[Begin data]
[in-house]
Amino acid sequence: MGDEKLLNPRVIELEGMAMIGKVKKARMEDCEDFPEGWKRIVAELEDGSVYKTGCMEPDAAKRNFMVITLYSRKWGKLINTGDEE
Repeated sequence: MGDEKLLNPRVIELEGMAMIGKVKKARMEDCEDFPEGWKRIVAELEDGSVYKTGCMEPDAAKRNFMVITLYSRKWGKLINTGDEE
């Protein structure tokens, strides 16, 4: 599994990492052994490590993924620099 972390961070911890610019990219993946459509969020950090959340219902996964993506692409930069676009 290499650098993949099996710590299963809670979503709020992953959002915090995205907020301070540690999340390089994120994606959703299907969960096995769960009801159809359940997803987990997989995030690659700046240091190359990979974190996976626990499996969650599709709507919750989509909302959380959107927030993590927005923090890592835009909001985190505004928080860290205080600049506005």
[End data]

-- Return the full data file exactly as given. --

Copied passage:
[in-house]
Amino acid sequence: MGDEKLLNPRVIELEGMAMIGKVKKARMEDCEDFPEGWKRIVAELEDGSVYKTGCMEPDAAKRNFMVITLYSRKWGKLINTGDEE
Repeated sequence: MGDEKLLNPRVIELEGMAMIGKVKKARMEDCEDFPEGWKRIVAELEDGSVYKTGCMEPDAAKRNFMVITLYSRKWGKLINTGDEE
């Protein structure tokens, strides 16, 4: 599994990492052994490590993924620099 972390961070911890610019990219993946459509969020950090959340219902996964993506692409930069676009 290499650098993949099996710590299963809670979503709020992953959002915090995205907020301070540690999340390089994120994606959703299907969960096995769960009801159809359940997803987990997989995030690659700046240091190359990979974190996976626990499996969650599709709507919750989509909302959380959107927030993590927005923090890592835009909001985190505004928080860290205080600049506005």